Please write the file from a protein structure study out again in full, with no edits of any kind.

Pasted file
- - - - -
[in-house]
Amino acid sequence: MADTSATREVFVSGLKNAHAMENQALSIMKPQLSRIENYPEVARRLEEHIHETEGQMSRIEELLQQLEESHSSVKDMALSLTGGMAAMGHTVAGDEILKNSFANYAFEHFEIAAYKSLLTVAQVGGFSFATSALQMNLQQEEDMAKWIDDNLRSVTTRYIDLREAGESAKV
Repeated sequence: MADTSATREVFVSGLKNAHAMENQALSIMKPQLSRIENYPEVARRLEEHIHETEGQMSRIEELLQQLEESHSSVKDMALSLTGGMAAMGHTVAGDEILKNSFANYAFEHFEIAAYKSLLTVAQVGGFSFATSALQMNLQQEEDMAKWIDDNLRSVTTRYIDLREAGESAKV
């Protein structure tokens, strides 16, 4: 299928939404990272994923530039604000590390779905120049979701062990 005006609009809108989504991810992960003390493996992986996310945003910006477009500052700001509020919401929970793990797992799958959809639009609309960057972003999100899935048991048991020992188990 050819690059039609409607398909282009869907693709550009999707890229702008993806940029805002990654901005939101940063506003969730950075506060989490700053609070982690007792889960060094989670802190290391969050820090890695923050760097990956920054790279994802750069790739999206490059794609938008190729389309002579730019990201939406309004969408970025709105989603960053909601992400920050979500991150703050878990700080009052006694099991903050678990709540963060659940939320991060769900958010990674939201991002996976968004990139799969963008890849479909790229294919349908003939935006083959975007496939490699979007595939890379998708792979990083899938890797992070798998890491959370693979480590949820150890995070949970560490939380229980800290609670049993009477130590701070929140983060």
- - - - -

[in-house]
Amino acid sequence: MADTSATREVFVSGLKNAHAMENQALSIMKPQLSRIENYPEVARRLEEHIHETEGQMSRIEELLQQLEESHSSVKDMALSLTGGMAAMGHTVAGDEILKNSFANYAFEHFEIAAYKSLLTVAQVGGFSFATSALQMNLQQEEDMAKWIDDNLRSVTTRYIDLREAGESAKV
Repeated sequence: MADTSATREVFVSGLKNAHAMENQALSIMKPQLSRIENYPEVARRLEEHIHETEGQMSRIEELLQQLEESHSSVKDMALSLTGGMAAMGHTVAGDEILKNSFANYAFEHFEIAAYKSLLTVAQVGGFSFATSALQMNLQQEEDMAKWIDDNLRSVTTRYIDLREAGESAKV
């Protein structure tokens, strides 16, 4: 299928939404990272994923530039604000590390779905120049979701062990 005006609009809108989504991810992960003390493996992986996310945003910006477009500052700001509020919401929970793990797992799958959809639009609309960057972003999100899935048991048991020992188990 050819690059039609409607398909282009869907693709550009999707890229702008993806940029805002990654901005939101940063506003969730950075506060989490700053609070982690007792889960060094989670802190290391969050820090890695923050760097990956920054790279994802750069790739999206490059794609938008190729389309002579730019990201939406309004969408970025709105989603960053909601992400920050979500991150703050878990700080009052006694099991903050678990709540963060659940939320991060769900958010990674939201991002996976968004990139799969963008890849479909790229294919349908003939935006083959975007496939490699979007595939890379998708792979990083899938890797992070798998890491959370693979480590949820150890995070949970560490939380229980800290609670049993009477130590701070929140983060």